14. Autofluoroscope according to claim 12 further comprising a microcomputer and a coincidence monostable and wherein said threshold comparator means comprise a plurality of elementary threshold comparator circuits, one of said elementary comparator circuits receiving the signal delivered by the anode of the first or second or third multidynode photomultiplier, the other elementary comparator circuits receiving on a first input the signal delivered by a dynode of the first photomultiplier, second photomultiplier or third photomultiplier and on a blocking second input a negative pulse signal delivered by said coincidence monostable, and a plurality of AND circuits, one of said AND circuits receiving on a first input the signal delivered by said threshold comparator circuit and on another input the signal delivered by said threshold comparator circuit through the intermediary of a delay line, the other AND circuits receiving on a first input the signal delivered by said one of said AND circuits and on a second input the signal delivered by said threshold comparator circuits, the outputs of said other AND circuits and of said monostable being connected to said microcomputer.
15. Autofluoroscope according to claim 14 wherein said transcoding means comprise a processing program memorized in said microcomputer, said program for determining the rank of the fibers affected by scintillation detection making it possible to solve for each group or elementary group the logic equation:
i=(Fj,r,i)·(Fj+p,r,i)
in which F(j,r,i) and F(j+p,r,i) represent the subsets of rank j and j+p of the same group or elementary group of the same level r for which the logic signal delivered by the corresponding detector means of the same level r and of rank k=j and k'=j+p has the value 1.
Description

The present invention was made at the Nuclear Physics Institute, Paris XI University (laboratory associated with IN2 P3 No 24024) and at the Nuclear Physics laboratory of Paris VII University.

It concerns a very high a very high resolution autofluoroscope for ionizing radiation featuring high speed counting.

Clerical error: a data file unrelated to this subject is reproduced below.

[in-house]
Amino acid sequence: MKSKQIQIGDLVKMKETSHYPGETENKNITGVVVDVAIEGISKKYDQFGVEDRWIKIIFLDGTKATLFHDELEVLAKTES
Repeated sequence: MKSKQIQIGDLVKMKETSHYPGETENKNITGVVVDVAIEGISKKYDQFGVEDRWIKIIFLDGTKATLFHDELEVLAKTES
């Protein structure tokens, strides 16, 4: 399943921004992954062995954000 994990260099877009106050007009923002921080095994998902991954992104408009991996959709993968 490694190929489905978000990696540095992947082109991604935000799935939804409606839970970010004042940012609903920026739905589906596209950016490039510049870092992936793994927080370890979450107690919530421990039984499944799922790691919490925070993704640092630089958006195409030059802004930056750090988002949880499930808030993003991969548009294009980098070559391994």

BACKGROUND OF THE INVENTION

The use of radioactively marked isotopes in biology laboratories has expanded to a very great degree in recent times, primarily because of the growth of molecular biology and its increasing industrial applications.

A typical experiment in molecular biology consists in causing nucleic acids (DNA-RNA) to migrate on a gel by means of electrophoresis and to combine them with radioactively marked fragments of specific nucleic acids to form hybrids. During the electrophoresis the molecules migrate at a rate that is inversely proportional to their mass. The location on the gel of the radioactive fragments combined with the nucleic acids that have undergone electrophoresis makes it possible to identify the mass of the latter, which identification provides the biologist with a considerable amount of information.

The problem of identifying the position of radioactive isotopes is also encountered in biology, especially in the following operations:

analysis of "blots" or DNA sequences distributed in spots or specific areas over the gel, where the requirement is to analyze the spatial position of the blots,

DNA sequencing,

analysis of recombinatory phage ranges,

one-dimensional and two-dimensional electrophoresis of proteins.

The biological products used in these techniques are usually marked with radioactive isotopes (32 P, 35 S, 3 H) which sporadically emit an electron having a continuous energy spectrum with a maximum in the vicinity of Eo/2 where Eo is the maximal energy of the electron (Eo=1.7 Mev, 167 Kev, 18 Kev for 32 P, 35 S, 3 H, respectively).

Given the importance of these techniques in modern biology, it is essential to optimize the spatial detection of the radiation emitters. This is made all the more difficult by the fact that the spatial resolution required for such detection (less than 1 mm) has to be achieved for at least one dimension over large surfaces (in the order of 30 cm×20 cm), as the experimental results for DNA sequencing by electrophoresis are in the form of strips distributed over surface areas of this magnitude; each strip identifies the presence of a specific nucleotide and has to be discriminated spatially from the next strip, in particular with regard to its transverse dimension.

At present detection relies on autoradiographic film. Although this method offers good spatial resolution, dependent almost exclusively on the grain size of the photographic emulsion used, it has a number of disadvantages including low sensitivity, the fact that it is difficult to measure radiation intensity because of saturation phenomena and the need for subsequent analysis by visual observation, of necessity entailing a subjective interpretation.

To remedy some of the aforementioned disadvantages work has been done on designing high resolution autofluoroscope type instruments. Instruments of this kind have been described, for example, in the journal "Nuclear Instruments & Methods in Physics Research" Vol. 216, 1983 - Nov. No. 3 Amsterdam, Netherlands, in an article entitled "Scintillator - Fiber charged - particle track - imaging detector" by W. R. Binns, M. H. Israel and J. Klarmann.

Although they make it possible to achieve an acceptable degree of resolution by virtue of their use of an array of scintillation optical fibers, devices of this kind cannot achieve counting rates better than ten impacts per second because their signal processing system uses a CID type image intensifying system comparable to the charge transfer device in a video camera.